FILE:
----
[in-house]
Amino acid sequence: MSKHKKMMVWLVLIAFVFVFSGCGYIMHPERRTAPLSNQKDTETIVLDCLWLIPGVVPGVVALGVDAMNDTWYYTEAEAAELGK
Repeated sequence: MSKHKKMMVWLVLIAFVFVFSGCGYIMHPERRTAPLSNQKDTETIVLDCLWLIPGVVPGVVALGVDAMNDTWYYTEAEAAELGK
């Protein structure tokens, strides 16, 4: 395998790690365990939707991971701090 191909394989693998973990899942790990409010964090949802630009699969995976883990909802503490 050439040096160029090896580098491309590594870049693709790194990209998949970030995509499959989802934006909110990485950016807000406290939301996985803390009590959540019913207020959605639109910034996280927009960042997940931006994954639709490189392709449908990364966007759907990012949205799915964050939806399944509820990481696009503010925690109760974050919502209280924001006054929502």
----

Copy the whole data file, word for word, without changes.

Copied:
[in-house]
Amino acid sequence: MSKHKKMMVWLVLIAFVFVFSGCGYIMHPERRTAPLSNQKDTETIVLDCLWLIPGVVPGVVALGVDAMNDTWYYTEAEAAELGK
Repeated sequence: MSKHKKMMVWLVLIAFVFVFSGCGYIMHPERRTAPLSNQKDTETIVLDCLWLIPGVVPGVVALGVDAMNDTWYYTEAEAAELGK
């Protein structure tokens, strides 16, 4: 395998790690365990939707991971701090 191909394989693998973990899942790990409010964090949802630009699969995976883990909802503490 050439040096160029090896580098491309590594870049693709790194990209998949970030995509499959989802934006909110990485950016807000406290939301996985803390009590959540019913207020959605639109910034996280927009960042997940931006994954639709490189392709449908990364966007759907990012949205799915964050939806399944509820990481696009503010925690109760974050919502209280924001006054929502």